High Five the First Days is a series of blog posts aimed at new teachers, or teachers just looking for ideas or reminders. The purpose is to help in the establishment of a solid foundation on which you can build an awesome school year. This is by no means a definitive list. The best way to fully prepare for the year ahead is read as much as possible, open your mind, commit to the idea of change, and to proactively seek out experienced colleagues willing to share their best practices. Hopefully, the ideas below will be one of the steps on your road to awesomeness! Hi 5!
Although it doesn’t happen right at the beginning of the school year, there is one major event that you could start thinking about a little in advance: your school’s Meet the Teacher Night.
Meet the Teacher Night is an important first impression opportunity with parents and, as it involves all of your colleagues, making any changes will require much discussion and agreement.
My school ran the same-old model for years. But, my friend Mike Kaufman and I decided it was time to relook at our event. In the past, we invited parents in for large, grade-level presentations. Topics covered included course outlines for all the classes, important dates, a little about our advisory/homebase program, grading policies, behavior expectations, rough details about upcoming field trips, etc. In other words, we delivered information that could more easily and effectively be delivered via an email or posted on the school’s website. In fact, most of that information was already available elsewhere. Mike and I felt our existing model could be tweaked to avoid duplication and live up to the idea of the night’s actual name – ie, meeting the teacher.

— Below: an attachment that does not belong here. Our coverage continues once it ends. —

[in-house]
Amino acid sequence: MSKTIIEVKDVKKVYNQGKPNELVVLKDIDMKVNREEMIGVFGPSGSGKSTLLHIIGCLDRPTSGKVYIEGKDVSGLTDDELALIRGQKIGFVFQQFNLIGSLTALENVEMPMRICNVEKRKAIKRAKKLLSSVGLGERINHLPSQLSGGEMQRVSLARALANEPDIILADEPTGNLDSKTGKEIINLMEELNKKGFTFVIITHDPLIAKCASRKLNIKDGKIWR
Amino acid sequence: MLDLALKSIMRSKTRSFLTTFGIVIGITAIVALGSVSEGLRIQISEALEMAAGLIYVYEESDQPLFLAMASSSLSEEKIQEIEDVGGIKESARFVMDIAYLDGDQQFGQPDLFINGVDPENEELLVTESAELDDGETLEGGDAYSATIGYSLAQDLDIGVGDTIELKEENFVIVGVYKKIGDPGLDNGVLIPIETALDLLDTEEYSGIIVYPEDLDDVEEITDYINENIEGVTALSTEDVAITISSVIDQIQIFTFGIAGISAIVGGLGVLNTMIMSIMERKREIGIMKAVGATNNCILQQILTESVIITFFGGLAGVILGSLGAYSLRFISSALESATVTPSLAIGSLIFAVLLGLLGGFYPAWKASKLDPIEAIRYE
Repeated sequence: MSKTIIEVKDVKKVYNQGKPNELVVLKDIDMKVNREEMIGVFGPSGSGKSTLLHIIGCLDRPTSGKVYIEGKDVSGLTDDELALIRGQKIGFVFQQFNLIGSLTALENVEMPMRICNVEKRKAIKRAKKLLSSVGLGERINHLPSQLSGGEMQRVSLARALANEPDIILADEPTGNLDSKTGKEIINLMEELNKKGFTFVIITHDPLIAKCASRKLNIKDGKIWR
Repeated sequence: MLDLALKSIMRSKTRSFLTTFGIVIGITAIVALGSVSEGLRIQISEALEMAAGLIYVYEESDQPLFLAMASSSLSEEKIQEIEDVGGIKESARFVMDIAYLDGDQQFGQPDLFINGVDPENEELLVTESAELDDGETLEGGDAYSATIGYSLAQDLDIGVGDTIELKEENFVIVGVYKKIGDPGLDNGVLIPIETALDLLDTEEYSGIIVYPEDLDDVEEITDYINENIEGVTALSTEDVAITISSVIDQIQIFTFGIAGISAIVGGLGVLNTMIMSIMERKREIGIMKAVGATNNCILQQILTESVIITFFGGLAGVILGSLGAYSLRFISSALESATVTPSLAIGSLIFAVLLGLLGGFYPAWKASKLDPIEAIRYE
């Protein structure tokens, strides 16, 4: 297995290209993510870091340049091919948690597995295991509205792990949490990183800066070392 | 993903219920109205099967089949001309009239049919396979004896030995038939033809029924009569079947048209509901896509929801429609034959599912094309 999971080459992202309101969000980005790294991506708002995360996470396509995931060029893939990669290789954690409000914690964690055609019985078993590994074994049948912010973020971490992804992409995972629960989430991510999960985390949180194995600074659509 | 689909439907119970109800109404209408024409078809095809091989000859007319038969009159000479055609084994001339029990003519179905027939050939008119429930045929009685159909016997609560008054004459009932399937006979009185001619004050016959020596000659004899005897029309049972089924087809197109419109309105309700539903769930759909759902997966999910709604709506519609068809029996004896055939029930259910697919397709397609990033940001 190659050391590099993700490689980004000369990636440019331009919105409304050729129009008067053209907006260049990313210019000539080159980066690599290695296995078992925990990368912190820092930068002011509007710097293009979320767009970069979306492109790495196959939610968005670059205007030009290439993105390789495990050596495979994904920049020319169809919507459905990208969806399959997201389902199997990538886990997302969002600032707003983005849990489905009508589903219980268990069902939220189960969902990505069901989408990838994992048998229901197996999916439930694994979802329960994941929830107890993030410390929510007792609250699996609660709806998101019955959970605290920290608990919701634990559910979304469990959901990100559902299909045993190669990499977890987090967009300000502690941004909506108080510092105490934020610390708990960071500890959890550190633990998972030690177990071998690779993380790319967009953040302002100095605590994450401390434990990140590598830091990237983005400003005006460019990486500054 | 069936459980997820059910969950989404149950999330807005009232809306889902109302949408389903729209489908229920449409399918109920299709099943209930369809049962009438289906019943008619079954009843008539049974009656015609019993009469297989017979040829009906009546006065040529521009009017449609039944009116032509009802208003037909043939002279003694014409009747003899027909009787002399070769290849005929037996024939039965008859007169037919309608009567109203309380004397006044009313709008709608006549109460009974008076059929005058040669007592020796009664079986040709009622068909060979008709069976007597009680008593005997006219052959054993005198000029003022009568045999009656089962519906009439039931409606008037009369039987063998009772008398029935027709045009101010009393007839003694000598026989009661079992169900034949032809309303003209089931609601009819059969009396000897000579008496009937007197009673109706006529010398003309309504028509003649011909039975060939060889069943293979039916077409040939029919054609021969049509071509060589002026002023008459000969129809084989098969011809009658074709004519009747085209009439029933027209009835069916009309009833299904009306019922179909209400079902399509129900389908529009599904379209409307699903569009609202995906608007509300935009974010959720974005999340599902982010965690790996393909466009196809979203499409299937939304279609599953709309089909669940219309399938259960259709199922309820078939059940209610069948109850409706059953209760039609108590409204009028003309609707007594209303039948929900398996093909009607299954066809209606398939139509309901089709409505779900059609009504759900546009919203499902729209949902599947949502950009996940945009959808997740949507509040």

The first thing Mike and I wanted to change was the general format. Rather than having all the parents come together in a large group, let’s split them up into smaller, more intimate groups. This makes the whole event less formal and opens things up for more dialogue and sharing. The way we divided the parents was by student advisory/homebase. Our advisory groups are capped at 12 students, so this would make the corresponding parent groups way more engaging and manageable.
Next, we took a page from the dating world and introduced a speed-dating format. This way, parents would spend a period of time with a particular teacher, and then rotate around so they could – by the end of the event – spend some quality time with all of their child’s teachers.
Next, we looked at the topics covered. Mike and I decided we should ditch information-delivery, especially when it related to information that was better-delivered via other means (emails, Moodle, websites, etc.). Instead, we focused on the exchange of information about ourselves. For teachers, this would mean sharing our backgrounds, our philosophies, our expectations – in short, anything that parents would need to know about who we are and where we are coming from. For instance, I would share the fact that I worked in the private sector prior to teaching, that my spouse also works at the school, and that we have two young children (who might keep us up late and result in a little grouchiness now and again).
In return, I would ask parents to share information I would need to know about them and their child:
- how far away they lived from the school (in terms of tardiness/attendance),
- how many siblings the child had,
- any health concerns,
- the parent’s job/connections (for guest speaker opportunities),
- The parents’ marital status (privately of course – families going through divorce is important information),
- any other details that might affect academic and personal performance.
Then, I would open the conversation up for any questions or concerns not already expressed. Here are some questions Mike and I brainstormed:
- Why are we doing this?
- I am going to spend a lot of time with your child this year – what do you want to know about me?
- What do i need to know about you and your child?
- What are some goals you have for your child this year?
- What are your child’s and strengths weaknesses?
- What are they involved in after school?
All in all, we wanted Meet the Teacher Night to be a night of information sharing and relationship building, and NOT info distribution.
What do you think? We would love to hear your thoughts on how to make Meet the Teacher night more fun, more interactive, and more relevant.